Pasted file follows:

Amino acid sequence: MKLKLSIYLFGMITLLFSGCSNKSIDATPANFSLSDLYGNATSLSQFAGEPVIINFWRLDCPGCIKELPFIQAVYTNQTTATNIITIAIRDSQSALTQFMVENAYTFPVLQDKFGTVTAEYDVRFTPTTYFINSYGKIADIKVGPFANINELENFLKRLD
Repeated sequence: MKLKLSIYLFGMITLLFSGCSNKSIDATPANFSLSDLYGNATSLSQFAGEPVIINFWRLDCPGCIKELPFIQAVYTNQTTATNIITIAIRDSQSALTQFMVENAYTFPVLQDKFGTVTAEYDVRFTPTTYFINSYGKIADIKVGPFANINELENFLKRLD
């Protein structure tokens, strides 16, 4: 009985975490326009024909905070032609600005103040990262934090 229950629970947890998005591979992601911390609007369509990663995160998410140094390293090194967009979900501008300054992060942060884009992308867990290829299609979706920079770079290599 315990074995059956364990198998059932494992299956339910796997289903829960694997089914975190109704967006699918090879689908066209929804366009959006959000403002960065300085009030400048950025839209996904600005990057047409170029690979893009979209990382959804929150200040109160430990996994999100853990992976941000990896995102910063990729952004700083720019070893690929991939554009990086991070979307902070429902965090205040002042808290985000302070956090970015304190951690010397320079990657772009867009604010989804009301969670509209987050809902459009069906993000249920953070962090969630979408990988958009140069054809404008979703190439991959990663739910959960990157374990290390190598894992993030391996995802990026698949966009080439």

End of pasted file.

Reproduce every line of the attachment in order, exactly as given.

Amino acid sequence: MKLKLSIYLFGMITLLFSGCSNKSIDATPANFSLSDLYGNATSLSQFAGEPVIINFWRLDCPGCIKELPFIQAVYTNQTTATNIITIAIRDSQSALTQFMVENAYTFPVLQDKFGTVTAEYDVRFTPTTYFINSYGKIADIKVGPFANINELENFLKRLD
Repeated sequence: MKLKLSIYLFGMITLLFSGCSNKSIDATPANFSLSDLYGNATSLSQFAGEPVIINFWRLDCPGCIKELPFIQAVYTNQTTATNIITIAIRDSQSALTQFMVENAYTFPVLQDKFGTVTAEYDVRFTPTTYFINSYGKIADIKVGPFANINELENFLKRLD
């Protein structure tokens, strides 16, 4: 009985975490326009024909905070032609600005103040990262934090 229950629970947890998005591979992601911390609007369509990663995160998410140094390293090194967009979900501008300054992060942060884009992308867990290829299609979706920079770079290599 315990074995059956364990198998059932494992299956339910796997289903829960694997089914975190109704967006699918090879689908066209929804366009959006959000403002960065300085009030400048950025839209996904600005990057047409170029690979893009979209990382959804929150200040109160430990996994999100853990992976941000990896995102910063990729952004700083720019070893690929991939554009990086991070979307902070429902965090205040002042808290985000302070956090970015304190951690010397320079990657772009867009604010989804009301969670509209987050809902459009069906993000249920953070962090969630979408990988958009140069054809404008979703190439991959990663739910959960990157374990290390190598894992993030391996995802990026698949966009080439």